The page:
Offset Text SelectorSocial Reading Experience of Sharing Bookmarks and Annotations 42 September 12th 2012, NISO Webinar
Quotation Text SelectorSocial Reading Experience of Sharing Bookmarks and Annotations 43 September 12th 2012, NISO Webinar
Fragment SelectorSocial Reading Experience of Sharing Bookmarks and Annotations 44 September 12th 2012, NISO Webinar
Further Features• Embedding resources • Embedding body, specifiers, styles for transport• Semantic and Data Annotations • Semantic tags, annotating data, data as commentary• Provenance of Annotation • Versioning • Equivalence • Archiving • Annotator / Generator distinction Social Reading Experience of Sharing Bookmarks and Annotations 45 September 12th 2012, NISO Webinar
The Road Ahead• September face to face • Resolve open questions• October-December • Revised Draft• 2013 • Final Draft • Look at moving to W3C Working Group structure • Towards standards track / recommendation status Social Reading Experience of Sharing Bookmarks and Annotations 46 September 12th 2012, NISO Webinar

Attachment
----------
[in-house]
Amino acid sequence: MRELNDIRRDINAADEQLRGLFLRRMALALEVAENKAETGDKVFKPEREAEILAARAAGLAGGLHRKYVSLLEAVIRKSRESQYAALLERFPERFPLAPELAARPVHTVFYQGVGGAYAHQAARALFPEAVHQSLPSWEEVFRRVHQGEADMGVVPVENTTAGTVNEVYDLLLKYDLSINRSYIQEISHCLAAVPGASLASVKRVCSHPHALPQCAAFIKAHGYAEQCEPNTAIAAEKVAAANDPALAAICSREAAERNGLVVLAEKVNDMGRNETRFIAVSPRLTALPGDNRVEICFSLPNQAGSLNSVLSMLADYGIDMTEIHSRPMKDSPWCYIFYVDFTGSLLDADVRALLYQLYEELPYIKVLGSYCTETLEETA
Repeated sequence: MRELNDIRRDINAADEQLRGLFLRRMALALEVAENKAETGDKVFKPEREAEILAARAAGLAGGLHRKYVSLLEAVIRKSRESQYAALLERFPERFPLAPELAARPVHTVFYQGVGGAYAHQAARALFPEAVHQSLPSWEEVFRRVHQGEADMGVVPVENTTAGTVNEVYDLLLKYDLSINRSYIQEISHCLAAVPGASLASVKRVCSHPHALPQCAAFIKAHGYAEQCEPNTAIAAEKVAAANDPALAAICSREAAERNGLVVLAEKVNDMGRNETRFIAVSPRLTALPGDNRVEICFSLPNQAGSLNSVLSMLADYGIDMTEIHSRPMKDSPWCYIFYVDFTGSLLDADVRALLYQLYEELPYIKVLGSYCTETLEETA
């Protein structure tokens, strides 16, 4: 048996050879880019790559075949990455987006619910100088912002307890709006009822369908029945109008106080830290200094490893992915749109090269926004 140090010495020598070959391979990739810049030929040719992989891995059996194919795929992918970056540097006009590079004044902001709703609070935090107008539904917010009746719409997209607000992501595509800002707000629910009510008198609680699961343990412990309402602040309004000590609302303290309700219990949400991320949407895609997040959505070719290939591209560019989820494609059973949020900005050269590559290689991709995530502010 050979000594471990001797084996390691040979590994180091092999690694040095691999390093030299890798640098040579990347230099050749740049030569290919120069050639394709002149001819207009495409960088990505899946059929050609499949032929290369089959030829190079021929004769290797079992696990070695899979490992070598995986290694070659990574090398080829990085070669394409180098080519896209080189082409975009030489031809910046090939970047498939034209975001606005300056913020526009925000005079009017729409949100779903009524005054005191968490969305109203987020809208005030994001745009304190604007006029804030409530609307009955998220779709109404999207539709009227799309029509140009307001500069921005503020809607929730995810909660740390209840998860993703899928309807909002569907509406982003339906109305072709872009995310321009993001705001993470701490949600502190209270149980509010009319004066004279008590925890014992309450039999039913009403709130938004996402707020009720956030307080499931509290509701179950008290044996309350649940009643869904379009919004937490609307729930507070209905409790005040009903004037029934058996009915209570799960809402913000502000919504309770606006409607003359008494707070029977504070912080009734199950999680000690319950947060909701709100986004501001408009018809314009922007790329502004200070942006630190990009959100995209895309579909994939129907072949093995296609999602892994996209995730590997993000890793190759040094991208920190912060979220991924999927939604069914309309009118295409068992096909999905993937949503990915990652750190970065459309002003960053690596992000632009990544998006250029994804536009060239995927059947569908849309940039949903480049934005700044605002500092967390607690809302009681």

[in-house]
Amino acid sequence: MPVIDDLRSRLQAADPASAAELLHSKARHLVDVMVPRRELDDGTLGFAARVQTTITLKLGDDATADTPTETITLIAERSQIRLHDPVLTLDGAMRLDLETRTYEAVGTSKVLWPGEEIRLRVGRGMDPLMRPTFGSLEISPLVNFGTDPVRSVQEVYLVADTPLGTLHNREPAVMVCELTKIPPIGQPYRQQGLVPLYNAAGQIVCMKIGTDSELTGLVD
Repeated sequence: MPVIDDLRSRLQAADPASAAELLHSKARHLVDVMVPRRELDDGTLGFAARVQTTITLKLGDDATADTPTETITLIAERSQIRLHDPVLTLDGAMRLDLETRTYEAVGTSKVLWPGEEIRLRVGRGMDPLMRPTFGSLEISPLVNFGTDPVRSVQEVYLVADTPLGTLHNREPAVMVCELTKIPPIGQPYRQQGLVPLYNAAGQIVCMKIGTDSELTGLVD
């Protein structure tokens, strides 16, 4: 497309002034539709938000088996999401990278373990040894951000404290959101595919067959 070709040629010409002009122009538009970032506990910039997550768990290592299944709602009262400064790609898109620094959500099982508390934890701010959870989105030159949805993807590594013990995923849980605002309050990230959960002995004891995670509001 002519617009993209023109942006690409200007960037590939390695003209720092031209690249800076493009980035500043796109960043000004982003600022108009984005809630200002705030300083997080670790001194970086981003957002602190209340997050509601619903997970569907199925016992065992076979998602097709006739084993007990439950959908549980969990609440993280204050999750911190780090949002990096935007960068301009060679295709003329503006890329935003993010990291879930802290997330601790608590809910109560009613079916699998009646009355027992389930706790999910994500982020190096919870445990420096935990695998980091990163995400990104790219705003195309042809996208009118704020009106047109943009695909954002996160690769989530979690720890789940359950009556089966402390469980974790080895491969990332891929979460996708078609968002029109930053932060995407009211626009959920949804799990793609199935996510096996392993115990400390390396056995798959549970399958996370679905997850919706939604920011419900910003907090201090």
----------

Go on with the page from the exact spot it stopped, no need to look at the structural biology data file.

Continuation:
Thank You Robert Sanderson firstname.lastname@example.org email@example.com @azaroth42 Web: http://www.openannotation.org/ http://www.w3.org/community/openannotation/ http://www.shared-canvas.org/ Slides: http://www.slideshare.net/azaroth42/niso-annotation-webinarSocial Reading Experience of Sharing Bookmarks and Annotations 47 September 12th 2012, NISO Webinar
Gutenberg invented the [modern] printing press, and so what was printed could now be distributed and affect otherwise docile citizens or subjects. It therefore became important to regulate that which was set before the public.Spier 2002 – The history of the peer review process